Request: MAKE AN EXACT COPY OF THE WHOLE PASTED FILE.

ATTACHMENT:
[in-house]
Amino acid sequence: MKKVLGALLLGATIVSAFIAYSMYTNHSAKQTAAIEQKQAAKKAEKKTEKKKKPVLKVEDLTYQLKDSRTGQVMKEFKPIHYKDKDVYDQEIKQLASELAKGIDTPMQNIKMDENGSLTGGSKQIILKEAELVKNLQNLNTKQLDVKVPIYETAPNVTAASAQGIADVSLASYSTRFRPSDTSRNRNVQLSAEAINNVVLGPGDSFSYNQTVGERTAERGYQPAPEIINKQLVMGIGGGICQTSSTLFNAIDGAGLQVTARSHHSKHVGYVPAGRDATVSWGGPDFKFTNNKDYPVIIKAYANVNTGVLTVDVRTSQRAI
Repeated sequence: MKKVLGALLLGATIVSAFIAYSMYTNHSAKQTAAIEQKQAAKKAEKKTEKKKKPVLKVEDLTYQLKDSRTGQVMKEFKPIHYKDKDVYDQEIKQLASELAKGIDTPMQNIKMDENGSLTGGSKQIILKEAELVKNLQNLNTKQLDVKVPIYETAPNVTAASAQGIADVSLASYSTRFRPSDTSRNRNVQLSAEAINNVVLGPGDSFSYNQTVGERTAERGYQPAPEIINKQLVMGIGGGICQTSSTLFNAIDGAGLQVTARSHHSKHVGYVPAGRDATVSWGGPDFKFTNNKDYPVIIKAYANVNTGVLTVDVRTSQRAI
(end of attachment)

[in-house]
Amino acid sequence: MKKVLGALLLGATIVSAFIAYSMYTNHSAKQTAAIEQKQAAKKAEKKTEKKKKPVLKVEDLTYQLKDSRTGQVMKEFKPIHYKDKDVYDQEIKQLASELAKGIDTPMQNIKMDENGSLTGGSKQIILKEAELVKNLQNLNTKQLDVKVPIYETAPNVTAASAQGIADVSLASYSTRFRPSDTSRNRNVQLSAEAINNVVLGPGDSFSYNQTVGERTAERGYQPAPEIINKQLVMGIGGGICQTSSTLFNAIDGAGLQVTARSHHSKHVGYVPAGRDATVSWGGPDFKFTNNKDYPVIIKAYANVNTGVLTVDVRTSQRAI
Repeated sequence: MKKVLGALLLGATIVSAFIAYSMYTNHSAKQTAAIEQKQAAKKAEKKTEKKKKPVLKVEDLTYQLKDSRTGQVMKEFKPIHYKDKDVYDQEIKQLASELAKGIDTPMQNIKMDENGSLTGGSKQIILKEAELVKNLQNLNTKQLDVKVPIYETAPNVTAASAQGIADVSLASYSTRFRPSDTSRNRNVQLSAEAINNVVLGPGDSFSYNQTVGERTAERGYQPAPEIINKQLVMGIGGGICQTSSTLFNAIDGAGLQVTARSHHSKHVGYVPAGRDATVSWGGPDFKFTNNKDYPVIIKAYANVNTGVLTVDVRTSQRAI